We don’t submit a lot of complaints, we will just wait until we have something to report.”

Maybe your company does not have many adverse events to report…maybe only once in a blue moon (great for you!). However, if you wait until a complaint occurs (after August 14, 2015), and the complaint results in a reportable event that requires submission, you are caught in a very dangerous game of Russian roulette. You see, an electronic account is required to be set up prior to an eMDR submission. FDA has previously stated that the setup of an account takes between two-to-six weeks (not counting the form completion process and ensuring all was filled out correctly). Now, depending on the adverse event, you will have between five to 30 days to officially submit it to the FDA, electronically. With a two to six-week wait on an account, you will be caught in a waiting game that in all likelihood will make you non-compliant. That’s not a good place to be.

Don’t get caught in this game where you are most likely going to lose. There are options available to do this submission electronically in a secure, managed, workflow driven environment.

“Ok, Im convinced, what options do I have for submitting electronically?”

If you already submit your adverse events to the FDA electronically, there is nothing you need to change. However, if you do not and are still submitting via paper/PDF, now is the time to start investigating your options. Although the FDA provides the eSubmitter tool to help you submit the reports electronically, it does not integrate with your electronic quality management system, provide electronic signature approvals, a workflow process, KPI measurements, or the like. In many cases users will be required to re-key or copy/paste data from their original source. This error prone, non-integrated solution leaves much to be desired, but it does serve as a quick and easy way to submit the completed report.

eMDR

AssurX eMDR Process

A better, more integrated business model is available, however. AssurX, a leading EQMS provider, has for many years offered a low cost standalone eMDR electronic submission solution. Furthermore, it can optionally be fully integrated into a complaints management workflow solution for your business, providing electronic reviews and approvals, tracking tasks, generating email notification and escalations, as well as identifying trends and tracking key performance indicators for your business. Either of these AssurX solutions can be implemented on premise, or in a privately hosted “cloud” solution that allows you to implement more quickly and with lower start-up costs.

It’s time. Get started now.

TwitterFacebookGoogle+LinkedInEmailPrintFriendlyShare

Report: Medical Device Approval Still Lags, but FDA is Trying

Michael Causey, Editor & Publisher, eDataIntegrityReport.com

Michael Causey, Editor & Publisher, eDataIntegrityReport.com

After years of decline, the speed of FDA device approvals has finally begun to hit the gas pedal a bit, says an interesting new report from the California Healthcare Institute (CHI) and Boston Consulting Group (BCG).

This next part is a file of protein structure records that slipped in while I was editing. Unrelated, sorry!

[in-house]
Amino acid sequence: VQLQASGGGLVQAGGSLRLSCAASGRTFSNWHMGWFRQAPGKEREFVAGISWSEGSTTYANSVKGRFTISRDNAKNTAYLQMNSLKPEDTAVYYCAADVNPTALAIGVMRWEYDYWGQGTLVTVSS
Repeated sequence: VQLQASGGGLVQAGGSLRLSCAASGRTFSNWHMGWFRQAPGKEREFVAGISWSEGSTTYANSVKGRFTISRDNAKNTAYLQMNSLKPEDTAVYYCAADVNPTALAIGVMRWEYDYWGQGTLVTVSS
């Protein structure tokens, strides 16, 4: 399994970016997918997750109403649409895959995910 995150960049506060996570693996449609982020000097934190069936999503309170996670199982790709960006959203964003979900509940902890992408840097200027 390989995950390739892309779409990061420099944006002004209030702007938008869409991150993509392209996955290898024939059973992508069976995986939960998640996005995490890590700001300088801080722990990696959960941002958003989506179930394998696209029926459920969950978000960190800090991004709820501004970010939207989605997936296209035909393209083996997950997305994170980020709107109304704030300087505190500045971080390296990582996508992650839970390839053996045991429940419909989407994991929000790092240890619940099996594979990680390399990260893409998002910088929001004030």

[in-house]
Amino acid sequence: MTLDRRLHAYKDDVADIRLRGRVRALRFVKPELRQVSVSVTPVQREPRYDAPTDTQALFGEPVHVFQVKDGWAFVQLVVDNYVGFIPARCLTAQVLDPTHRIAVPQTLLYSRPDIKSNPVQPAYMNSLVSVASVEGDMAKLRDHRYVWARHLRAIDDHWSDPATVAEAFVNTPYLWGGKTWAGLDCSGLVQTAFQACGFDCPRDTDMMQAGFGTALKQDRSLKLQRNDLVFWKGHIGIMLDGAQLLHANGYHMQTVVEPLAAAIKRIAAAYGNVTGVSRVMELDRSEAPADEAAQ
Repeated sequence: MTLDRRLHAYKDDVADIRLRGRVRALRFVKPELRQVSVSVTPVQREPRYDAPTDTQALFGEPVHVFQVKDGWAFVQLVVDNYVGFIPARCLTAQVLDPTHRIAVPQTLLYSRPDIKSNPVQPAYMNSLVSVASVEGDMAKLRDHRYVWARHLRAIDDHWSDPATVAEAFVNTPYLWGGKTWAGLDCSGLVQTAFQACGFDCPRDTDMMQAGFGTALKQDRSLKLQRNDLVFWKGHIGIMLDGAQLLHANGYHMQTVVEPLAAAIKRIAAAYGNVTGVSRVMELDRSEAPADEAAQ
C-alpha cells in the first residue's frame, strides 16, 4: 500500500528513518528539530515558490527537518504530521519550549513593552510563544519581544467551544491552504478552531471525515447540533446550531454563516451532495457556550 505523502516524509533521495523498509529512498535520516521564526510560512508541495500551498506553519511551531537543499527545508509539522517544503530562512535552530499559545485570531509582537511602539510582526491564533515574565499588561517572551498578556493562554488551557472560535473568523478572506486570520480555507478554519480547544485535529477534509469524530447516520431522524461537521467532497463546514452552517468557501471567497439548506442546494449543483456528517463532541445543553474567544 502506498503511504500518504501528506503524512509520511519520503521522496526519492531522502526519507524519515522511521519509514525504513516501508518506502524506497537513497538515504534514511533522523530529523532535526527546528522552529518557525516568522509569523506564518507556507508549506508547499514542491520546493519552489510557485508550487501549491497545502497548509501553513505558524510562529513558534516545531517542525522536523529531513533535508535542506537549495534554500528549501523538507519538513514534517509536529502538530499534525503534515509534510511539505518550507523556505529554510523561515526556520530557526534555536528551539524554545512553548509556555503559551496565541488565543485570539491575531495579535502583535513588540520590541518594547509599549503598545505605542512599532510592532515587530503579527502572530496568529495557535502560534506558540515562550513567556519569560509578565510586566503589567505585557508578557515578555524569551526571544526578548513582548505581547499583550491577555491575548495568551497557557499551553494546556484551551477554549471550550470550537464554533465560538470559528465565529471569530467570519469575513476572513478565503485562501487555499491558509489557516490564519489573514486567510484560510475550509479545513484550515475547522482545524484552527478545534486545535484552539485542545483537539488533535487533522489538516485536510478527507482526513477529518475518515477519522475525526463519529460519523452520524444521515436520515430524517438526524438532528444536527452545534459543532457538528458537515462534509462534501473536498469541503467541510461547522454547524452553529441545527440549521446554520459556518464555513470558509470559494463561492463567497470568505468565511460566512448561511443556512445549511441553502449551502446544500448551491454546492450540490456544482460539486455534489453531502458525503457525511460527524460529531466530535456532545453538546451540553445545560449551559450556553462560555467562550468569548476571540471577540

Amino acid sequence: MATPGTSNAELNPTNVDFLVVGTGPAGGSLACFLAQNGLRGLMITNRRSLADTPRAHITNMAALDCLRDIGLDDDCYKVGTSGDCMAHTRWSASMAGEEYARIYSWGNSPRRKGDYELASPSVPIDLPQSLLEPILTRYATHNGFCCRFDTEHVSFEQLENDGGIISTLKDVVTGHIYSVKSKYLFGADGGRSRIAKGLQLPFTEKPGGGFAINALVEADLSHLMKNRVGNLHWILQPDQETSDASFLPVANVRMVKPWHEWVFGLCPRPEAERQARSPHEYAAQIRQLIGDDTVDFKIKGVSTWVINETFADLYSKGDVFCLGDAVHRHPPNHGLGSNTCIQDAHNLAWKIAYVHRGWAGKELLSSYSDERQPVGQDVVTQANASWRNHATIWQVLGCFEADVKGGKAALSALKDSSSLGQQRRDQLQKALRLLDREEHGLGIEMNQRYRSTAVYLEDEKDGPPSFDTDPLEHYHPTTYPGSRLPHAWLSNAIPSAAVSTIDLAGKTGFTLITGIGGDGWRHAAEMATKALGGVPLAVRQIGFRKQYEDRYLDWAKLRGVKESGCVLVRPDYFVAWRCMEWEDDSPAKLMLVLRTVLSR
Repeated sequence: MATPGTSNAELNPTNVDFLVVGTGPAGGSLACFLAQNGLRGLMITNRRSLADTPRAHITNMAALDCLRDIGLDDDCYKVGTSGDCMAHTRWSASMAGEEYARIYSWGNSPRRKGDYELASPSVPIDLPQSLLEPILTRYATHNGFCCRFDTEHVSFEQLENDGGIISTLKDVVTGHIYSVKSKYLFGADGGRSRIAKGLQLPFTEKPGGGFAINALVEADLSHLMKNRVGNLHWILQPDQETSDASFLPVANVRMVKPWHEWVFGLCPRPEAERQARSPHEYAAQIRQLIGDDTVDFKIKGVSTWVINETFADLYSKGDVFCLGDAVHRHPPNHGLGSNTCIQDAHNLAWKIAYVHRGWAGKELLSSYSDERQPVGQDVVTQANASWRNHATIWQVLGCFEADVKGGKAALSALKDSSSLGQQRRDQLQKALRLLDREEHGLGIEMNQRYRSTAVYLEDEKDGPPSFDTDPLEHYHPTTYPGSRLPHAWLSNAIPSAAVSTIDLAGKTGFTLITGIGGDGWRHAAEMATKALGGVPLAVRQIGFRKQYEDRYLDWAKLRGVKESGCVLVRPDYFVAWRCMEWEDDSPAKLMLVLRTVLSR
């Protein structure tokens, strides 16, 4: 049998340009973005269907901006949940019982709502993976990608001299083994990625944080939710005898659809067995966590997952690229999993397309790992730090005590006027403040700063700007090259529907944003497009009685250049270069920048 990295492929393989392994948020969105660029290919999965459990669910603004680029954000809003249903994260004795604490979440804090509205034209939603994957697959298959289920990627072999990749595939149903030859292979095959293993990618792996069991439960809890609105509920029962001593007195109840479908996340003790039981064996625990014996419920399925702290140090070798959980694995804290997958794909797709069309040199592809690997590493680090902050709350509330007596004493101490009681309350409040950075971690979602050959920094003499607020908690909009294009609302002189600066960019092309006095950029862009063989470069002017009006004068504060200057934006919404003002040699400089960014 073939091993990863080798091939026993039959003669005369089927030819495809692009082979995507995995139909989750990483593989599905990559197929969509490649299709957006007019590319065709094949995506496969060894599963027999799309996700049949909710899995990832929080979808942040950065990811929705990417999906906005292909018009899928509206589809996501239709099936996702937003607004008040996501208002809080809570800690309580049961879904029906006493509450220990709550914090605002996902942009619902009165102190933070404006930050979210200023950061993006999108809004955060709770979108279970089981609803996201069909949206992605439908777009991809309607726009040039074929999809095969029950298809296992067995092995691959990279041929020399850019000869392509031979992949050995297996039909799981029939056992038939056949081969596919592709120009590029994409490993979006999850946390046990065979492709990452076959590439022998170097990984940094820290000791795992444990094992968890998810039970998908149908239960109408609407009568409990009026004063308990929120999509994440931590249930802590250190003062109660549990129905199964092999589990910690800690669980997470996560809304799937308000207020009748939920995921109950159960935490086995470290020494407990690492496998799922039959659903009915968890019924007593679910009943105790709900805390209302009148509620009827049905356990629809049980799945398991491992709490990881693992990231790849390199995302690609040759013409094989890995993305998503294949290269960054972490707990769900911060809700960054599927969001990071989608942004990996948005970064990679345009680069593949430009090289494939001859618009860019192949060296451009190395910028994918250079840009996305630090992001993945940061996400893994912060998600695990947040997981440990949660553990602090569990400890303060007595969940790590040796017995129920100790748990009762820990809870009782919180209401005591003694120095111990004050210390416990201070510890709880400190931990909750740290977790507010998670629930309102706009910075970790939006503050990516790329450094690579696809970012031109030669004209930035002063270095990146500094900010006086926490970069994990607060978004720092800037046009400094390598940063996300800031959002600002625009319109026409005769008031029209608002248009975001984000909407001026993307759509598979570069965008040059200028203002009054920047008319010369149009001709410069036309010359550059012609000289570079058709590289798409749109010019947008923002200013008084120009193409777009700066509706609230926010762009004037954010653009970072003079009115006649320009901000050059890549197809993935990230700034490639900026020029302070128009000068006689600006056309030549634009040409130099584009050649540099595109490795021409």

In hindsight, it appears FDA hit a bottom in 2010 when approval times averaged a staggering four years longer in the US than Europe. Those delays, the report argues, kept proven, life-saving technologies from American patients unless they traveled abroad. Worse, there’s no evidence the FDA’s snail-like approach to approvals made products used in the US any more effective or safe.

Congress and the FDA came together in 2012 to try and find ways to implement, and fund, new policies designed to improve regulatory clarity, consistency and predictability. Industry agreed to pay significantly higher users fees to help make it happen. The new approach was collected in the Medical Device User Fee Amendments of 2012 (MDUFA III).

The verdict? “Real improvements are evident, yet there are still areas of concern.”

It’s worth noting that CHI and BCG applaud the Center for Devices and Radiological Health (CDRH) for working hard to “get processes, internally and with industry, back on track.”

FDAlogoThere’s some good evidence out there to support industry optimism. Report data suggests that, after a 2010 nadir, the PMA classes of 2011 and 2012 will show the best overall review-time performance of the device user fee era. Early returns for 2013 show even further improvement, though the study cautions that there are simply too many products awaiting a decision to make rock-solid claims just yet.

If PMA is part of the good news, the weather report in 510(k) land is far less sunny. Review times in 2012 were 60 percent longer than 2000, say CHI and BCG. But unlike the relative success with PMAs, today’s 510(k) review times “continue to remain far higher, and processes are still viewed as less predictable, than during the pre-device user fee era,” according to the report, Taking the Pulse of Medical Device Regulation & Innovation.

Another disheartening finding: The lag between FDA approval and faster action in Europe hasn’t changed much so far. Europe’s regulatory environment continues to lure US medical technology business away. “Only time will tell if recent improvements at the FDA ultimately have any impact on this gap,” the report summarizes.

Back in my elementary school days, most teachers took great pains to encourage a student who was genuinely trying — even if the results were not always so great. Maybe we should give the FDA a hearty pat on the back instead of a kick in the rear. It just might work.

TwitterFacebookGoogle+LinkedInEmailPrintFriendlyShare

FDA Applauds GUDID Progress, Eyes Class II Compliance Efforts